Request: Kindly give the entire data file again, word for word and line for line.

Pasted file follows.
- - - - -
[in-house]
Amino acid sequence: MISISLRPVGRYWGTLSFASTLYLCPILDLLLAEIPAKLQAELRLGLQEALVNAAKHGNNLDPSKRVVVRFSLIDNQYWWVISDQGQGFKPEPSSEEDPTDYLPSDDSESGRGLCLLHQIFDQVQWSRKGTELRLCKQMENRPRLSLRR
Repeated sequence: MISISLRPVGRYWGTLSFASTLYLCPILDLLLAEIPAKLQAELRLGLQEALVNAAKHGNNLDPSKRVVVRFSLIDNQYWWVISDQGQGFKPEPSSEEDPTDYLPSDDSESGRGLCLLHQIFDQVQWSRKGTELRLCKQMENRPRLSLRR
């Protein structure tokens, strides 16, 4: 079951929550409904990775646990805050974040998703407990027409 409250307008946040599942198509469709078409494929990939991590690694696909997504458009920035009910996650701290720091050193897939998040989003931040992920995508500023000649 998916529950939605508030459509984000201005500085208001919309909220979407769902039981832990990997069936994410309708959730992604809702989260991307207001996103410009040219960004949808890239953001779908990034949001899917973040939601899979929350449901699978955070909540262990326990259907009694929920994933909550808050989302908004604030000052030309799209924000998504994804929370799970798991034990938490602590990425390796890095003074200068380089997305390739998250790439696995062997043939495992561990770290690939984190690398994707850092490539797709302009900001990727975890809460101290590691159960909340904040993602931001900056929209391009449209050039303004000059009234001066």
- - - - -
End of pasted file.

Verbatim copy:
[in-house]
Amino acid sequence: MISISLRPVGRYWGTLSFASTLYLCPILDLLLAEIPAKLQAELRLGLQEALVNAAKHGNNLDPSKRVVVRFSLIDNQYWWVISDQGQGFKPEPSSEEDPTDYLPSDDSESGRGLCLLHQIFDQVQWSRKGTELRLCKQMENRPRLSLRR
Repeated sequence: MISISLRPVGRYWGTLSFASTLYLCPILDLLLAEIPAKLQAELRLGLQEALVNAAKHGNNLDPSKRVVVRFSLIDNQYWWVISDQGQGFKPEPSSEEDPTDYLPSDDSESGRGLCLLHQIFDQVQWSRKGTELRLCKQMENRPRLSLRR
């Protein structure tokens, strides 16, 4: 079951929550409904990775646990805050974040998703407990027409 409250307008946040599942198509469709078409494929990939991590690694696909997504458009920035009910996650701290720091050193897939998040989003931040992920995508500023000649 998916529950939605508030459509984000201005500085208001919309909220979407769902039981832990990997069936994410309708959730992604809702989260991307207001996103410009040219960004949808890239953001779908990034949001899917973040939601899979929350449901699978955070909540262990326990259907009694929920994933909550808050989302908004604030000052030309799209924000998504994804929370799970798991034990938490602590990425390796890095003074200068380089997305390739998250790439696995062997043939495992561990770290690939984190690398994707850092490539797709302009900001990727975890809460101290590691159960909340904040993602931001900056929209391009449209050039303004000059009234001066």